(Host) This is about the time that some of the students who recently started college begin to experience difficulty. They call home to say that college is not what they thought it would be. Commentator Vic Henningsen reflects on how parents face this challenge.
(HENNINGSEN) What do you say to a child struggling to adjust to college? This, after all, is a moment when parents are supposed to offer sage advice and to issue traditional warnings against unsuitable activities, substances, and associates.
I received no such guidance. My father went to college after ser- ving in World War II, part of that wave of returning veterans who knew exactly what they wanted. They found the dangers of loose living not daunting, but positively attractive in comparison to con- voy duty or amphibious landings. College wasn’t a step to adulthood – they’d been there for some time – so they weren’t always helpful when it was time for their own children to go. When I left, my dad told me just one thing, “Don’t waste your time playing bridge.”
I think he meant to say more, but couldn’t find the words. When my turn came, I found myself struggling too.
As a teacher, I could easily summon all the standard advice. Don’t concentrate too early, do a variety of things. Get to know a professor, well. Take a writing course you’ll get lots of feedback. Study a language, it’s fun and you’ll see results quickly. But it’s a bit different with your own child. What to say that will guide him and keep him safe? What to say that will encourage her to stay the course when things get tough and nothing seems to be working out?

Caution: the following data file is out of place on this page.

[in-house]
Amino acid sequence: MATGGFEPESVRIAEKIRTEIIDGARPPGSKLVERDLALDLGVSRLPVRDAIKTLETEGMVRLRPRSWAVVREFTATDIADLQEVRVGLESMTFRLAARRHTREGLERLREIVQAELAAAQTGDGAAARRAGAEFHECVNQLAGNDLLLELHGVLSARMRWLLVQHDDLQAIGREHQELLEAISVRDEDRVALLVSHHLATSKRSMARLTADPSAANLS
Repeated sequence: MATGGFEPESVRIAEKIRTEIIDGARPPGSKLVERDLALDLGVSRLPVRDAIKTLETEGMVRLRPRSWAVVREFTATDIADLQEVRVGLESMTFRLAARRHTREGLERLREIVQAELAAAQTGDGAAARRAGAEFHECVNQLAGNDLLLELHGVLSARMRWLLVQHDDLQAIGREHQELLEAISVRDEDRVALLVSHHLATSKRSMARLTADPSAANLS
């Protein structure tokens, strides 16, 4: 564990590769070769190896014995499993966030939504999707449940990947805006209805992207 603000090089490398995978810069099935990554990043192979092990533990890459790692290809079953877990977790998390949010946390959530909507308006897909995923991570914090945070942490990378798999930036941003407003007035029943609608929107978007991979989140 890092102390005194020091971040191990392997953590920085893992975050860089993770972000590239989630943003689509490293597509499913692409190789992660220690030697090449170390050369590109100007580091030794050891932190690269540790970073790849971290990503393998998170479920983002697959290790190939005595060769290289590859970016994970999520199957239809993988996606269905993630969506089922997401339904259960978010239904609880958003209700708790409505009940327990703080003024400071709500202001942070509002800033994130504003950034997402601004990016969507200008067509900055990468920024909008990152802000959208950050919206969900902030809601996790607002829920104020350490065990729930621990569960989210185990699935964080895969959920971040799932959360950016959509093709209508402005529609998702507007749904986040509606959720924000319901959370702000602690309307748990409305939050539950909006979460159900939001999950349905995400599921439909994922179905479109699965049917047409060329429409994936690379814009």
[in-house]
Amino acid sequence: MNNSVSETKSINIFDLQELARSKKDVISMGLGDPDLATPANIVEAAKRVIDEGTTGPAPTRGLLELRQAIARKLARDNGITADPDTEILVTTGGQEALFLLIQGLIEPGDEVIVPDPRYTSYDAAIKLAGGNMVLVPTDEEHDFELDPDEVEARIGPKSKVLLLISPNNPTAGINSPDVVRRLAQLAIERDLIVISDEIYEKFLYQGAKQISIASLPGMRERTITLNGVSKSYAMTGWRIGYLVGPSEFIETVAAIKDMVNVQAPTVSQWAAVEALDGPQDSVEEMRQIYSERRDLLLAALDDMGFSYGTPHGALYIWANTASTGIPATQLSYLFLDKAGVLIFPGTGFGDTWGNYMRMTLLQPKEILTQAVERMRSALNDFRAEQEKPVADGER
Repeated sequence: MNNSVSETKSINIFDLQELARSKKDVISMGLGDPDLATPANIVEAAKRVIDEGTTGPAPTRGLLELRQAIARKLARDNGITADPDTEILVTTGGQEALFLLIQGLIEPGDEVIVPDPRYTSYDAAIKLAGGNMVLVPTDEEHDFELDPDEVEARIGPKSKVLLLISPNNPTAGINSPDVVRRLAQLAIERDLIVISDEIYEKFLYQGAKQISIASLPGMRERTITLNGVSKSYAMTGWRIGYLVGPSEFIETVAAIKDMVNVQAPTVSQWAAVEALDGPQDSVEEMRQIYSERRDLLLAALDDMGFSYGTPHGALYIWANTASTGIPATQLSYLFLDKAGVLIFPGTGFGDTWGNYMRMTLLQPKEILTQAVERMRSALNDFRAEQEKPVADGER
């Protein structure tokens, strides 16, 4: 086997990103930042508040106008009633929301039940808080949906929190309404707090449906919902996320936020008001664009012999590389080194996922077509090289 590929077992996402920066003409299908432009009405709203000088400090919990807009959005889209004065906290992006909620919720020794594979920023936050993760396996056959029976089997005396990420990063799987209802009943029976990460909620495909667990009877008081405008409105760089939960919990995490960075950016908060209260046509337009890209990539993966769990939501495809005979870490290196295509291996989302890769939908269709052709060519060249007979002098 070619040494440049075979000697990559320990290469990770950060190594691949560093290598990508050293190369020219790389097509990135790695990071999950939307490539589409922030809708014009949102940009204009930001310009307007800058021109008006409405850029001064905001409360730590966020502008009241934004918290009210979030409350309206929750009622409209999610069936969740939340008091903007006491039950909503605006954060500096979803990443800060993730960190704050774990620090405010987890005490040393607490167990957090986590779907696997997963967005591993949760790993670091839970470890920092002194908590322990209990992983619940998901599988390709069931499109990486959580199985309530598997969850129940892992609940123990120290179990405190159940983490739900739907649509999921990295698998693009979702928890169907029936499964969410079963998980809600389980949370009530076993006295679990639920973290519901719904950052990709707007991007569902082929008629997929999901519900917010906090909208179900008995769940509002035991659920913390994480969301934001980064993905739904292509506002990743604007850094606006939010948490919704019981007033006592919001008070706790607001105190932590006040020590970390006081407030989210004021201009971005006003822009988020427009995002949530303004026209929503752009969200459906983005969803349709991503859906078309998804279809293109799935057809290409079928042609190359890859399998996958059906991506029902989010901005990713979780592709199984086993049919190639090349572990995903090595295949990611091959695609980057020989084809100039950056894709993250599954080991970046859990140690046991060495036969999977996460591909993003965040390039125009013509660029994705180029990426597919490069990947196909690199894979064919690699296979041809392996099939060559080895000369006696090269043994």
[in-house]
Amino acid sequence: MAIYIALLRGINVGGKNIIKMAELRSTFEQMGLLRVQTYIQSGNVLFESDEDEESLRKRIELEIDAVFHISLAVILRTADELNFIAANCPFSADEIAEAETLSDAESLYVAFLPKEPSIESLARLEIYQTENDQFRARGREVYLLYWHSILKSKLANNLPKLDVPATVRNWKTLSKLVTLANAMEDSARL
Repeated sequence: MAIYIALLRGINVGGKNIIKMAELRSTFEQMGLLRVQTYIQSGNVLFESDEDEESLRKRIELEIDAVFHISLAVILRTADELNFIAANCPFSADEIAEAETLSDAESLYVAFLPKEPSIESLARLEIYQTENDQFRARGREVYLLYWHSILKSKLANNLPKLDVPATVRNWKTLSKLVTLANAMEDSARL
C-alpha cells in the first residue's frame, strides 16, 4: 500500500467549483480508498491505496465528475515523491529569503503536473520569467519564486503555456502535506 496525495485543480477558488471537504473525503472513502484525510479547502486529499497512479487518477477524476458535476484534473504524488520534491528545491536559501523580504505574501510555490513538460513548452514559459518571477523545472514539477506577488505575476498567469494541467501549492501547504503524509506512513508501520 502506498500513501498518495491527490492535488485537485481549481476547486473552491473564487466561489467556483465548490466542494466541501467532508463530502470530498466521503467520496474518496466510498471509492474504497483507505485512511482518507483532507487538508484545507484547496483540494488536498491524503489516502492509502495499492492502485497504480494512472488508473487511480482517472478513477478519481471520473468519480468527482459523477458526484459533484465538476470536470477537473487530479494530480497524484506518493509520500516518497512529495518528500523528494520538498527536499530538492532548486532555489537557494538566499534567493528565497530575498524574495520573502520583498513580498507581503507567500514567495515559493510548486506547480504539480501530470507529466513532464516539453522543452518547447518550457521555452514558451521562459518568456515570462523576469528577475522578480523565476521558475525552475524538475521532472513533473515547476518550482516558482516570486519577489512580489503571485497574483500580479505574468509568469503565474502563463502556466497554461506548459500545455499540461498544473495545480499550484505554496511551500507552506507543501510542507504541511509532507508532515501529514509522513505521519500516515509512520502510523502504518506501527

In his book Making the Most Out of College, researcher Richard Light summarized the results of a ten year study that sought to identify the characteristics of a successful undergraduate exper- ience. Among a variety of suggestions, three words stand out: Hold the drum.
This comes from a conversation between an adviser and an unhappy first year student for whom nothing was working. Encouraged to get involved in an extra-curricular activity, the student responded that she didn’t know what she could do. What about band? asked the adviser. The student claimed no musical talent whatever. To which the adviser responded, “Ask them if you can hold the big bass drum.”
She did, and towed the drum that others beat. But her involvement with the band, small though it was, opened a new world of people and ideas and helped her take off in college.
Hold the drum. It seems simple enough, but it really isn’t. When things are closing in, reach out. When the familiar doesn’t work, try the strange. Stay open. Keep moving.
So child, as you struggle to make your way, remember: It’s your life. Go live it. And when it gets tough, as it will, and you doubt yourself, as you will, try holding the drum.
This is Vic Henningsen in Thetford Center.
Vic Henningsen is a teacher and historian.